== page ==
We know this, but it’s always nice when we find folks who spread the word: kids involved with music are better learners. Geoff Johnson’s fascinating article also cites Dr. Gottfried Schlaug, a renowned expert on music, neuroimaging and brain plasticity at Harvard Medical School. “Listening to and making music,” he says, “is not only an auditory experience, but it is a multisensory and motor experience. Making music over a long period of time can change brain function and brain structure.”
Because of the way music and music-making engage different parts of the brain, music activities actually help children learn how to learn, in addition to stimulating all kinds of brain function and development. Johnson also highlights a study done by Finnish researchers in 2011. The findings are impressive. “…Finnish scientists discovered that listening to music activates a wider series of networks in the brain, and their method of brain mapping revealed complex dynamics of large-scale neural networks.”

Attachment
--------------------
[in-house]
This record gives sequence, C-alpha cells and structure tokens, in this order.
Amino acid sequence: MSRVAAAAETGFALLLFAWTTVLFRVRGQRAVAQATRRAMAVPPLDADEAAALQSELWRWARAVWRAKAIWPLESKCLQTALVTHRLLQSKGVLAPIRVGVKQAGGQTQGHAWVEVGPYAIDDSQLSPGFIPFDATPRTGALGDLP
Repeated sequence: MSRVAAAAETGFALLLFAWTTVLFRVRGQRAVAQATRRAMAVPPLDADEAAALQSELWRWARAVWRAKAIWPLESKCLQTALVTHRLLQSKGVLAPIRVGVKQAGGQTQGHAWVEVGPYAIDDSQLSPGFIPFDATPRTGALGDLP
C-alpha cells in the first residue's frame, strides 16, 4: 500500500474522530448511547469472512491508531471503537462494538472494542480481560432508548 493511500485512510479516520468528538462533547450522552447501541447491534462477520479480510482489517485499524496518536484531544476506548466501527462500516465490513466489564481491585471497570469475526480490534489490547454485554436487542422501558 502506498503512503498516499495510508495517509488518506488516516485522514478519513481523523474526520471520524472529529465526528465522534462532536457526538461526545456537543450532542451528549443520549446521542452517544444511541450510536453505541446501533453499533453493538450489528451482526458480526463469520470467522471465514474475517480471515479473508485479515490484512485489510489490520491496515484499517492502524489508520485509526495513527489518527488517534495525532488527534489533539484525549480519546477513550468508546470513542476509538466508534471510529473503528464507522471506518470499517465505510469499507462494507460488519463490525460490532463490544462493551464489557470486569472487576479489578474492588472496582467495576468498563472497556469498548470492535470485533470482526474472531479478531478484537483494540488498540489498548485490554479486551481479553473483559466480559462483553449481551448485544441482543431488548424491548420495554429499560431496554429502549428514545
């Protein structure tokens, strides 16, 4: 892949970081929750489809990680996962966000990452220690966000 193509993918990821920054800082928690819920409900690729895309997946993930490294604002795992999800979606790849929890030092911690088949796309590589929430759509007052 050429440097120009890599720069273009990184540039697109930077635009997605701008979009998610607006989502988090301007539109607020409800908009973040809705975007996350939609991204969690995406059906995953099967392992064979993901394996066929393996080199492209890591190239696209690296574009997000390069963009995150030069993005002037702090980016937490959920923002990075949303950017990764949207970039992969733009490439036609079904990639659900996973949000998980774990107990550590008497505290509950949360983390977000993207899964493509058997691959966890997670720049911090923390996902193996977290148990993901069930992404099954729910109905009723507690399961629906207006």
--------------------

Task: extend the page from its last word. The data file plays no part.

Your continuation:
Our brains – and our hearts – are hard-wired to respond to music. Technology allows scientists to see inside our brains, but all the confirmation a parent needs of the power of music even for a very youngest child is to watch her child’s eyes light up in a Kindermusik class at the sound of a favorite dance or lullaby, to feel her child instantly calm at the first sounds of a lullaby, or to see her child kick his legs or start bouncing when the music comes on. And now we know with every certainty that the more intentional and sustained exposure to music, moving to music, and music-making, the more powerful and long-lasting its effects.
The scientific evidence continues to pile up – it truly is long-term exposure to music that has the greatest effect on learning. So start early… and keep it up!
Contributed by Theresa Case whose award-winning Kindermusik program at Piano Central Studios in upstate South Carolina has been inspiring children and families to learn and make music together for over 20 years now.